Tag Archives: marriage

Don’t You LOVE When Things are Black & White?

There are so few things in this world that are so completely cut-and-dried as domestic violence = WRONG.  But over at the Brazen Careerist, queen of TMI (she once live-tweeted a miscarriage and talked about checking her cervical mucus during a job interview) Penelope Trunk has added domestic-violence apologist and victim-blamer to her resume.  In her latest post about the immaturity and selfishness of those that choose divorce, she jaw-droppingly equates divorce with mental illness and for those that choose this path due to domestic violence she posits that they just suck at drawing boundaries because it “takes two people to fight.”  Scoop your jaw off the floor because the worst thing about this is the fact that she has admitted, and has blogged extensively about being the victim of physical and emotional domestic violence in her own marriage, even going so far as posting images of her bruising at the hands of her husband.

“I am at a hotel. I think I’m dying. I have a bruise from where the Farmer slammed me into our bed post…The Farmer told me that he will not beat me up any more if I do not make him stay up late talking to me.”

I think that her premise, that divorce is too often entered into for reasons that are perhaps capricious and that people don’t work hard enough at making their marriages work, has a lot of merit.  My parents’ divorce is a shining example of this.  There was no “good” reason that it couldn’t have worked out except the two of them were miserable and refused to really work at it.  I admit, there are times, even though they are both much happier than they were while married, that I secretly judge them for divorcing.  There were no special needs children.  No homelessness or joblessness.  No illnesses to overcome.  No overt abuse.  Staying together for the kids only works if you do it happily and willingly.  Hanging on in silent but obvious misery until most of your kids are out of the house however, is not.  For situations like this, I fully understand why one might not be willing to give the parties a “free pass.”

However, it is inconceivable to me that someone like Penelope, who is in such a dire situation, who almost nobody would fault for ending the relationship, instead digs in ever harder and doubles down by calling the rest of us that bailed on abusive marriages selfish, immature, mentally ill, child-destroying shit-disturbers that are at least 50/50 to blame for our own abuse.  What her husband did to her was wrong.  I don’t care if she spit on him, called his mother a whore and set fire all his worldly possessions.  I don’t care if she is an impossible nag, or won’t put out, or calls him names.  There is absolutely NO GOOD REASON TO HIT YOUR SPOUSE.  Full stop. That’s it.  Period.  End of discussion.  Lest you think I am only talking about man on lady violence, this declaration is gender-less.  There are plenty of men out there that are hit, struck and abused by their wives.  That is so NOT ok either!  (This is a whole other blog post, but I almost feel WORSE for men that are victims of domestic violence because of the shame surrounding them from a cultural perspective).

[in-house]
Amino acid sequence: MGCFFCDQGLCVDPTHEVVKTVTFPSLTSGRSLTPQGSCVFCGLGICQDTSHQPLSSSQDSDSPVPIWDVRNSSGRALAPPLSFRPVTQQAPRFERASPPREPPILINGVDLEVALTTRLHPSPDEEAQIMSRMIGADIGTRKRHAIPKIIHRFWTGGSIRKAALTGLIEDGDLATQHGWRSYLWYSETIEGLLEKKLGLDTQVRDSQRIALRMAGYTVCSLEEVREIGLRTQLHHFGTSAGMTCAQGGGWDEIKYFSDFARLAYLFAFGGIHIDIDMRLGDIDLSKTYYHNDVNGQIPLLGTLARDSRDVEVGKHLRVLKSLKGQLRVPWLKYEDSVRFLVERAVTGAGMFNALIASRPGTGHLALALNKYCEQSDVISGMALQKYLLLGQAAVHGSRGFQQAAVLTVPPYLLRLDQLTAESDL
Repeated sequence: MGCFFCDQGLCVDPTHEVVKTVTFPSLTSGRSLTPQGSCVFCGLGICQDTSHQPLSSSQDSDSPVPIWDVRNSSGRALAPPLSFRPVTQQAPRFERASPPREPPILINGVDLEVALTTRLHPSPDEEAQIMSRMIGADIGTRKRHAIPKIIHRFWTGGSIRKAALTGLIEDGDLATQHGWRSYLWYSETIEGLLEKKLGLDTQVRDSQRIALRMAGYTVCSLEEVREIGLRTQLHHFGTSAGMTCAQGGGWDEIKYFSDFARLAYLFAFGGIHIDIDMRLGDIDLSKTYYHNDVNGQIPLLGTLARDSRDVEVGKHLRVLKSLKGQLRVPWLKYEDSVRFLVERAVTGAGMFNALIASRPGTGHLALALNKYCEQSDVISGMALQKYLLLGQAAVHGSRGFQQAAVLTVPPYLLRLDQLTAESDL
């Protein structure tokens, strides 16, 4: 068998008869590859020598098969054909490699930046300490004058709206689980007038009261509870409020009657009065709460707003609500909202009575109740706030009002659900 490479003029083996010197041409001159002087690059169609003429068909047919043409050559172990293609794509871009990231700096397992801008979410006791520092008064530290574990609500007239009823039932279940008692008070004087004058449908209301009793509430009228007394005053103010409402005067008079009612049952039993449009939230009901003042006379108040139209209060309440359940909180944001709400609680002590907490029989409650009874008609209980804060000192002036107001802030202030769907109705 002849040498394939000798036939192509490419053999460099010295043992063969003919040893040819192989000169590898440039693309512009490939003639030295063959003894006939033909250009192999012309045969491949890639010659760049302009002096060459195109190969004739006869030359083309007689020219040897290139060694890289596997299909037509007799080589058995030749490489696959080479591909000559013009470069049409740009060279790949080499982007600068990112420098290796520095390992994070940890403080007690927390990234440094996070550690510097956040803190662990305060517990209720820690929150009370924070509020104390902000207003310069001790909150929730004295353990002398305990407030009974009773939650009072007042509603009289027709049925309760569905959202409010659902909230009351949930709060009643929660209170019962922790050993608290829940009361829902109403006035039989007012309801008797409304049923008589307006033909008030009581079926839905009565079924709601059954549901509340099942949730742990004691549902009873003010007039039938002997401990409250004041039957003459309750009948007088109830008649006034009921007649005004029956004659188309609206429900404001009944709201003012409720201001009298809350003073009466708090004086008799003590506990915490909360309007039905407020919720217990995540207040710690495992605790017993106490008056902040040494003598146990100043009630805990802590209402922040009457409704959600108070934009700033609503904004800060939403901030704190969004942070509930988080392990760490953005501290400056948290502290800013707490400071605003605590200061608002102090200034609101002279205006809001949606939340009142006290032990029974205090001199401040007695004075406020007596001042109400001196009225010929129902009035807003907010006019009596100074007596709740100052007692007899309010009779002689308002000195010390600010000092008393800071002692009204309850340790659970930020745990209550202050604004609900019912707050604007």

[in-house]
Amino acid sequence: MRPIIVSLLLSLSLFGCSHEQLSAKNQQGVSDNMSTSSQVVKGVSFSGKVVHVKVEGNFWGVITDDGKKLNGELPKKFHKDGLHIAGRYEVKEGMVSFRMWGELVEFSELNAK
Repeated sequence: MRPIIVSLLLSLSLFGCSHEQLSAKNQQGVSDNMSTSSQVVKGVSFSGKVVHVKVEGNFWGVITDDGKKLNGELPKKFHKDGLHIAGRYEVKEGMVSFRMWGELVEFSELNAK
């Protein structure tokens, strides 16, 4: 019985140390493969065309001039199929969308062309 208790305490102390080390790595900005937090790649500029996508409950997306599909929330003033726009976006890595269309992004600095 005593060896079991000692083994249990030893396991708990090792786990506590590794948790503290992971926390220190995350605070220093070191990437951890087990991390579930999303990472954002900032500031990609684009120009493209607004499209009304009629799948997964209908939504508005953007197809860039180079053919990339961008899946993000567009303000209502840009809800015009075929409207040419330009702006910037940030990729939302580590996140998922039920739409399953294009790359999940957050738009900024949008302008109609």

I understand the need the people have to justify whatever fucked-up situation they are in.  I know because I myself was a domestic-violence apologist and a victim-blamer.  Now I can’t get into the psychology of why Penelope Trunk not only allows herself to be abused but also defends her abuser, assigns the blame for the abuse on herself and subsequently slams anyone that chooses to leave their abuser.  I’m sure it has something to do with her childhood of heartbreaking, breathtaking sexual abuse.  However, the fact remains that it is 100% OK to divorce an abusive spouse.  Black and White.  No apologies necessary.


When a married man cheats, is the “other woman” more to blame than he is?

I will start of by answering my own question – no.  100% NO.  Unless, of course the lady in question tied him up against his will and forced him to hide the salami in her…pantry.  In which case, that’s just plain-old rape and not cheating.  But I digress…

Bizarre Love Triangle

The other night I was watching the news with my Mom and counting down the minutes until Jeopardy started (because I kick her ass EVERY TIME) when the nightly Herman Cain story came on.  For those that have been living in a cave, or, you know, have an actual life, Herman Cain is one of the long-shot candidates vying for the Republican nomination for President.  He has had some, er, lady troubles as of late of the non-consensual kind but it had recently been discovered that he carried on a 13-year relationship that may or may not have included sex (yeah, right.  And I have a lovely bridge to sell you) but did include meals, cash, and stays at posh hotels.  Putting aside the fact that we don’t really know what happened (and my god, I don’t even want to imagine these two naked) and that we have no idea what kind of marriage/arrangement he has with his wife, it appears to be another case of a married man cheating.

When a picture of the lady in question flashed on the screen, Moms practically spat. “Look at her. She is SO disgusting.”

After a beat, I responded “Well, so is he.”

“But,” she sputtered “she’s MORE disgusting.  Because she knew he was married.”

Unable to wrap my mind around this logic, I pointed out the obvious – that he knew he was married too.  And I’m pretty sure he was aware of that fact long before she was.  Add to it that they are both consenting adults that carried on a relationship for over a decade and I fail to see how either one of them could bear more of the blame than the other. Now, I’ve known Moms for well, my entire life and I understand her better than anyone so it was no surprise that she would, in effect, place a disproportionate amount of blame on the woman vs. the man in this situation.

But her reaction isn’t really all that different from I suspect a good number of women’s reactions would be.  Have you

This makes me sad to be a girl

ever seen Cheaters, or Maury, or Jerry Springer?  Plenty of scorn is heaped upon the man who cheated but how many times have the women gone after (literally and figuratively) the other woman?  Pulling hair, calling her a cunt and home wrecker (is there even a male equivalent to that term?), blasting her for not staying away from her man all while he sits there, sheepish and in some cases enjoying himself.  I’ve never seen a study done on this subject in particular, but I’d be willing to bet my firstborn (and believe me, she is far too helpful at this age for me to part with her easily) that on the whole, more blame is put upon the other woman.

This misguided notion that women “should know better” and that men “just can’t help themselves” is shitty on so many levels and is, I think, very insulting towards men.  They are just not capable of being adults and making good decisions.  They are just powerless when faced with pussy.  Poor dears – how do they get anything done surrounded by all of those boobies? Really people, this is just another form of slut-shaming and you know how I feel about that!